Evidence for a Miocene period of transient shallow subduction under the Neuquén Basin in the Andean backarc, and an intermittent Upper Cretaceous to Holocene frontal arc with a relatively stable magma source and arc-to-trench geometry comes from new 40Ar/39Ar, major- and trace-element, and Sr, Pb, and Nd isotopic data on magmatic rocks from a transect at ∼36°–38°S. Older frontal arc magmas include early Paleogene volcanic rocks erupted after a strong Upper Cretaceous contractional deformation and mid-Eocene lavas erupted from arc centers displaced slightly to the east. Following a gap of some 15 m.y., ca. 26–20 Ma mafic to acidic arc-like magmas erupted in the extensional Cura Mallín intra-arc basin, and alkali olivine basalts with intraplate signatures erupted across the backarc. A major change followed as ca. 20–15 Ma basaltic andesite–dacitic magmas with weak arc signatures and 11.7 Ma Cerro Negro andesites with stronger arc signatures erupted in the near to middle backarc. They were followed by ca. 7.2–4.8 Ma high-K basaltic to dacitic hornblende-bearing magmas with arc-like high field strength element depletion that erupted in the Sierra de Chachahuén, some 500 km east of the trench. The chemistry of these Miocene rocks along with the regional deformational pattern support a transient period of shallow subduction that began at ca. 20 Ma and climaxed near 5 Ma. The subsequent widespread eruption of Pliocene to Pleistocene alkaline magmas with an intraplate chemistry in the Payenia large igneous province signaled a thickening mantle wedge above a steepening subduction zone. A pattern of decreasingly arc-like Pliocene to Holocene backarc lavas in the Tromen region culminated with the eruption of a 0.175 ± 0.025 Ma mafic andesite. The northwest-trending Cortaderas lineament, which generally marks the southern limit of Neogene backarc magmatism, is considered to mark the southern boundary of the transient shallow subduction zone.

  18. Evidence for subduction-related magmatism during the Cretaceous and Cenozoic in Myanmar

    NASA Astrophysics Data System (ADS)

    Sevastjanova, Inga; Sagi, David Adam; Webb, Peter; Masterton, Sheona; Hill, Catherine; Davies, Clare

    2017-04-01

    Myanmar's complex geological history, numerous controversies around its tectonic evolution and the presence of prospective hydrocarbon basins make it a key area of interest for geologists. Understanding whether a passive or an active margin existed in the region during the Cenozoic is particularly important for the production of accurate basin models; active Cenozoic subduction would imply that hydrocarbon basins in the forearc experienced extension due to slab rollback. The geology of Myanmar was influenced by the regional tectonics associated with the Cretaceous and Cenozoic closure of the Neotethys Ocean. During this time, India travelled rapidly from Gondwana to Asia at speeds up to 20 cm/yr. To accommodate the north-eastward motion of India, the Neotethys Ocean was consumed at the subduction zone along the southern margin of Eurasia. Based on our Global Plate Model, this subduction zone can reasonably be expected to extend for the entire width of the Neotethys Ocean as far as Myanmar and Southeast Asia at their eastern extent. Moreover, a) Cretaceous volcanism onshore Myanmar, b) the middle Cenozoic arc-related extension in the Present Day eastern Andaman Sea and c) the late Cenozoic uplift of the Indo-Burman Ranges are all contemporaneous with the subduction ages predicted by the global plate motions. However, because of the geological complexity of the area, additional evidence would augment interpretations that are based on structural data. In an attempt to reduce the uncertainty in the existing interpretations, we have compiled published zircon geochronological data from detrital and igneous rocks in the region. We have used published zircon U-Pb ages and, where available, published Hf isotope data and CL images (core/rim) in order to distinguish 'juvenile' mantle-derived zircons from those of reworked crustal origin. The compilation shows that Upper Cretaceous and Cenozoic zircons, which are interpreted to have a volcanic provenance, are common across the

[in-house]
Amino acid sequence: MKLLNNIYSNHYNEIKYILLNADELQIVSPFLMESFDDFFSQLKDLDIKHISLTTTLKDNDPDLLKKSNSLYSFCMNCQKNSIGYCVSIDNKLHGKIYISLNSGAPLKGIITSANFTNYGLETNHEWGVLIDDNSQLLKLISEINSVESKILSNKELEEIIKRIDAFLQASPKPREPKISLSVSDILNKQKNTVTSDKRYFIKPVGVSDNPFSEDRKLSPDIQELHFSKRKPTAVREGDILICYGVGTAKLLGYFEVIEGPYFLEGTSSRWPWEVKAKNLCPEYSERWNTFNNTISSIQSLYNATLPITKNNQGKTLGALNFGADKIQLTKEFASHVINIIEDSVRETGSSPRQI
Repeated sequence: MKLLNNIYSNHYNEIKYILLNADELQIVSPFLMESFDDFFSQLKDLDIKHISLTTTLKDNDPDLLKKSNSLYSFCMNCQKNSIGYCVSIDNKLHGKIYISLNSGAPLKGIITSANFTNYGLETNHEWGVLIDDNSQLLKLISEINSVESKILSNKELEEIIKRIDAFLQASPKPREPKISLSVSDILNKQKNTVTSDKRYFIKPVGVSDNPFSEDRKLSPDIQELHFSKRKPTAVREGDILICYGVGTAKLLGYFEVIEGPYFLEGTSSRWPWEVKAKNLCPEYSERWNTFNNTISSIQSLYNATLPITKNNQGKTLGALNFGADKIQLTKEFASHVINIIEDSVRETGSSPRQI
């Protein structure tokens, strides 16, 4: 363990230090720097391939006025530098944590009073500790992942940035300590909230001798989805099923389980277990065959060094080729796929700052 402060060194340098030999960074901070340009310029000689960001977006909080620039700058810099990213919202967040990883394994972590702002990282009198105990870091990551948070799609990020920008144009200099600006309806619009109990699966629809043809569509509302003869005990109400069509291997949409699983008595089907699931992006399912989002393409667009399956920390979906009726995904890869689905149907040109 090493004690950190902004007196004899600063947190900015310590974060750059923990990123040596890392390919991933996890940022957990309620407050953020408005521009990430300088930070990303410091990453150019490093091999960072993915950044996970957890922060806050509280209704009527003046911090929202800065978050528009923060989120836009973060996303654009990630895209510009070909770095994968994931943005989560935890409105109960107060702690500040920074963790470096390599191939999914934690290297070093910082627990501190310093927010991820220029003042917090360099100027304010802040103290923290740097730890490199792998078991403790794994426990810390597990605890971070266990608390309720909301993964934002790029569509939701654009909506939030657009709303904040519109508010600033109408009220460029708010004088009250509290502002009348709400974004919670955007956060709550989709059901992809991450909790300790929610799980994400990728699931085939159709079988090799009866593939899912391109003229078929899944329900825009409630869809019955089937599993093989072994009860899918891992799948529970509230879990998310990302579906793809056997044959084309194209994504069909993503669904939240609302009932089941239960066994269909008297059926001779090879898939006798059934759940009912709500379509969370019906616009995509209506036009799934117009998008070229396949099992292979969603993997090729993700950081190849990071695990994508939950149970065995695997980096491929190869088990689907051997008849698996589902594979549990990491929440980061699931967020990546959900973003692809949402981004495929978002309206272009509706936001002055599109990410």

19. Late Cretaceous and early Tertiary plutonism and deformation in the Skagit Gneiss Complex, north Cascade Range, Washington and British Columbia

    USGS Publications Warehouse

    Haugerud, R.A.; Van Der Heyden, P.; Tabor, R.W.; Stacey, J.S.; Zartman, R.E.

    1991-01-01

    The Skagit Gneiss Complex forms a more-or-less continuous terrane within the North Cascade Range. The complex comprises abundant plutons intruded at mid-crustal depths into a variety of metamorphosed supracrustal rocks of both oceanic and volcanic-arc origin. U-Pb zircon ages from gneissis plutons within and near the Skagit Gneiss Complex indicate magmatic crystallziations between 75 and 60 Ma. Deformation, recrystallization, and migmatization in part postdate intrusion of the 75-60 Ma plutons. This latest Cretaceous and earliest Tertiary plutonism and migmatization may reflect thermal relaxation following early Late Cretaceous orogeny. The complex was ductilely extended northwest-southeast shortly after intrusion of granite dikes at ~45 Ma, but before emplacement of the earliest (~34 Ma) plutons of the Cascade arc. -from Authors